When you’ve been around as long as I have, one gets all manner of intriguing questions. While I usually respond to such queries in private, some seem likely to be of broader interest. So, in “Ask Rick,” I occasionally take up reader queries. If you’d like to send one along, just send it to me, care of Caitlyn Aversman, at email@example.com.
I read your column from last fall on “Is Petting a Guinea Pig SEL?” In it, you criticized a lot of what gets done under the label of social and emotional learning (SEL). I understand that you were focused on the need to deal with bad SEL, and I take your point. But I didn’t see much appreciation for the body of research supporting SEL or the enormous value SEL offers when it’s done well. So, I guess I’m wondering, first, whether you’re anti-SEL and, second, whether you’d push back on the ideologues who attack SEL the same way you did on the “quacks” who are doing bad SEL?
Mixed on Guinea Pigs but Pro-SEL
What a thoughtful question. It’s an important issue, and I’m glad to be pushed on it.
Let’s see, for starters, I absolutely did not mean to suggest that I’m “anti-SEL.” In fact, I think SEL can be enormously valuable. Core SEL competencies like managing your emotions, maintaining positive relationships, setting goals, and making responsible decisions are important to success in school and life.
Heck, as Checker Finn and I argued back in 2019, SEL provides the opportunity to help “rebalanc[e] an education system that in recent decades has focused overmuch on reading and math scores while giving short shrift to character development, civic formation, and the cultivation of ethics among its young charges.” So, as for whether I’m anti-SEL, the answer is decidedly no. SEL has much to offer, and I think a number of the practices under the SEL umbrella are sensible and constructive.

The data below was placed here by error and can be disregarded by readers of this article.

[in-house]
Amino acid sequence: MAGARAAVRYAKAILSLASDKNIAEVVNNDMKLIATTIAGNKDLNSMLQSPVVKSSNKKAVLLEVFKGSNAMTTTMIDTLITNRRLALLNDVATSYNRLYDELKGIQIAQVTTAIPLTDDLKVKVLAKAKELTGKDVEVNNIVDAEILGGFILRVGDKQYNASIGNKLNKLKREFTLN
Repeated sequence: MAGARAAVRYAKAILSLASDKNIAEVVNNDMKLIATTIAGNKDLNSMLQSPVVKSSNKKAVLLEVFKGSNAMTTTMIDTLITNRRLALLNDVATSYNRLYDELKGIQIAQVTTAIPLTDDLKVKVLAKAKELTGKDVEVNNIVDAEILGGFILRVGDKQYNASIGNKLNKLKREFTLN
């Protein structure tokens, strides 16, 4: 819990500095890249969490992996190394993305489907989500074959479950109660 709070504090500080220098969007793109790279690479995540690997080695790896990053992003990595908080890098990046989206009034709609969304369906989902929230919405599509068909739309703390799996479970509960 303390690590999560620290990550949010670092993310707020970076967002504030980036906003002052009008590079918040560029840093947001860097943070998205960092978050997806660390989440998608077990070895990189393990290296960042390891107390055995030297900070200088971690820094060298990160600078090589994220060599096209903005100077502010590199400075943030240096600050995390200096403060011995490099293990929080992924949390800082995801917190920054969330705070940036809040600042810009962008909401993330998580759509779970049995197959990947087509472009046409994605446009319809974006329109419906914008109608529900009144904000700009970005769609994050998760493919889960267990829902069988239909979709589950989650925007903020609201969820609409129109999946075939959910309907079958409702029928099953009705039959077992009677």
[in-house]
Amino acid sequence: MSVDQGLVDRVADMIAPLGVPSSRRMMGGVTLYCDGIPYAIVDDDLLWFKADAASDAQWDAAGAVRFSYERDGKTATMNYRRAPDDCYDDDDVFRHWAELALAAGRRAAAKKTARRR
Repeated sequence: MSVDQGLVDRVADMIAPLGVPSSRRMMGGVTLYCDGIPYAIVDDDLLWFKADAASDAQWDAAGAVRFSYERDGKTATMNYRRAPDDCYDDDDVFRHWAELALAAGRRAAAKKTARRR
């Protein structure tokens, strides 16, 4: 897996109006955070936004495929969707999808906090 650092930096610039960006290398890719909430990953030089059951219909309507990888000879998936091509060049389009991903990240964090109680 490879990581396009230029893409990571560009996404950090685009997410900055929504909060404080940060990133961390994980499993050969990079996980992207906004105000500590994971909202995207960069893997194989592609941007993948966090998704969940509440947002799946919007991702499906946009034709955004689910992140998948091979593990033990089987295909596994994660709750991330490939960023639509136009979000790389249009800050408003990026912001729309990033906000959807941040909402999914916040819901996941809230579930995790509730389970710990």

All that said, there’s plenty that gives me pause about SEL today. As I suggested in the guinea pig column you alluded to, the SEL community needs to do better at policing itself. After all, as I noted last year, “SEL can be reasonably described both as a sensible, innocuous attempt to tackle a real challenge and, too often, an excuse for a blue, bubbled industry of education funders, advocates, professors, and trainers to promote faddish nonsense and ideological agendas.” Those who approach SEL as a tool of practical, apolitical pedagogy should see that their efforts are undermined when SEL is also used to justify eliminating advanced math, subjecting students to “privilege walks,” or adopting practices that undermine school safety.
So, that’s my general stance on SEL.
Now, onto your second question: Do those critics who’ve turned SEL into an all-purpose bogeyman deserve the same scrutiny I’d give to the pro-SEL quacks? Yes, they absolutely do. You’re too polite to say it quite this plainly, but you’re intimating that there is a whole strain of SEL criticism that’s caught up in point-scoring, politics, or unhealthy social media memes. And you’re right. This crowd’s over-the-top claims and complaints deserve the same tough love from serious SEL skeptics that guinea pig providers deserve from SEL enthusiasts.
Indeed, it’s fair to say there’s a whole thread of conspiratorial thinking around SEL, including assertions that it’s part of a grand conspiracy to brainwash American kids or help the Chinese Communist Party capture their intimate data. This stuff turns legitimate concerns into a caricature. That makes it harder to tackle real problems or even distinguish sensible SEL from the troubling stuff and, ironically, undercuts efforts to convince educators and the broader public that the distinction is one worth making.
In a very real sense, the serious SEL proponents and serious SEL critics are wrestling with the same problem—the challenge of fending off one’s “friendly” fringe. Fighting people on the other side of an issue is one thing; fending off the charlatans, poseurs, and kooks who are nominally “on your side” is a trickier kind of challenge. But it’s a critical one for both camps.
The opinions expressed in Rick Hess Straight Up are strictly those of the author(s) and do not reflect the opinions or endorsement of Editorial Projects in Education, or any of its publications.